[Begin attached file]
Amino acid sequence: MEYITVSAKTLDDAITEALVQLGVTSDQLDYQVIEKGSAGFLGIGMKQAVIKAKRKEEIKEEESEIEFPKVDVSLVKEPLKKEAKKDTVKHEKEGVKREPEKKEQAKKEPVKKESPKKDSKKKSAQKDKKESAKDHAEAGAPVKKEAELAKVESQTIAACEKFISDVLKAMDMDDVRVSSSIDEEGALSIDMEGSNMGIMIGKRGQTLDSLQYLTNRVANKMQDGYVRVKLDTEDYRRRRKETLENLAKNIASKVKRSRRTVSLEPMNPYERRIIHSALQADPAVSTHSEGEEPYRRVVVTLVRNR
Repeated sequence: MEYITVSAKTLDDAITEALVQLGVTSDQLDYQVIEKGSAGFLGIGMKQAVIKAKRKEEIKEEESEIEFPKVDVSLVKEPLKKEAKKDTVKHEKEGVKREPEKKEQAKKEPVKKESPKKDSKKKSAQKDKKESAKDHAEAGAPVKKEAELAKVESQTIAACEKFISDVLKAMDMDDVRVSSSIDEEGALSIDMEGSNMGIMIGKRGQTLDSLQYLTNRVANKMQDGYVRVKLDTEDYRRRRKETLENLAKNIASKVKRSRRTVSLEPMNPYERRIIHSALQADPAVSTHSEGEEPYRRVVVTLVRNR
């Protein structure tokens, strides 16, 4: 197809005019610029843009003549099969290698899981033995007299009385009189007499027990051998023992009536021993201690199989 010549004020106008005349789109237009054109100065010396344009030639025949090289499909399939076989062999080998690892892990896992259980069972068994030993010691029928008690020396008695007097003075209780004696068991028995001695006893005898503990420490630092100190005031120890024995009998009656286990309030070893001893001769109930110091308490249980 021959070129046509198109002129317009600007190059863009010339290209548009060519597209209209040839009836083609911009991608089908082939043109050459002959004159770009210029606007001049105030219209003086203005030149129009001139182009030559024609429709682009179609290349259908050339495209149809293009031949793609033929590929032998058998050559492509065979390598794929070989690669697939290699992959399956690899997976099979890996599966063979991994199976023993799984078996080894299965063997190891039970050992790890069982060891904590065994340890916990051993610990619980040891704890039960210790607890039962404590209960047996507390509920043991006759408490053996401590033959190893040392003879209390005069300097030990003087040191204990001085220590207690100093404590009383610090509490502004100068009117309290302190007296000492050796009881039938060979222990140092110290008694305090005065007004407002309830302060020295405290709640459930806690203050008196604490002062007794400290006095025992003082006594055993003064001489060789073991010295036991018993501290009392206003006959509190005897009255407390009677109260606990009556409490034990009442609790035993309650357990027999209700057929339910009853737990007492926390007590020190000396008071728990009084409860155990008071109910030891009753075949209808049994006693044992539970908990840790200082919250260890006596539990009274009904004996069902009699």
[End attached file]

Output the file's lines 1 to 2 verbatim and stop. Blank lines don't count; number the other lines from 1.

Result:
Amino acid sequence: MEYITVSAKTLDDAITEALVQLGVTSDQLDYQVIEKGSAGFLGIGMKQAVIKAKRKEEIKEEESEIEFPKVDVSLVKEPLKKEAKKDTVKHEKEGVKREPEKKEQAKKEPVKKESPKKDSKKKSAQKDKKESAKDHAEAGAPVKKEAELAKVESQTIAACEKFISDVLKAMDMDDVRVSSSIDEEGALSIDMEGSNMGIMIGKRGQTLDSLQYLTNRVANKMQDGYVRVKLDTEDYRRRRKETLENLAKNIASKVKRSRRTVSLEPMNPYERRIIHSALQADPAVSTHSEGEEPYRRVVVTLVRNR
Repeated sequence: MEYITVSAKTLDDAITEALVQLGVTSDQLDYQVIEKGSAGFLGIGMKQAVIKAKRKEEIKEEESEIEFPKVDVSLVKEPLKKEAKKDTVKHEKEGVKREPEKKEQAKKEPVKKESPKKDSKKKSAQKDKKESAKDHAEAGAPVKKEAELAKVESQTIAACEKFISDVLKAMDMDDVRVSSSIDEEGALSIDMEGSNMGIMIGKRGQTLDSLQYLTNRVANKMQDGYVRVKLDTEDYRRRRKETLENLAKNIASKVKRSRRTVSLEPMNPYERRIIHSALQADPAVSTHSEGEEPYRRVVVTLVRNR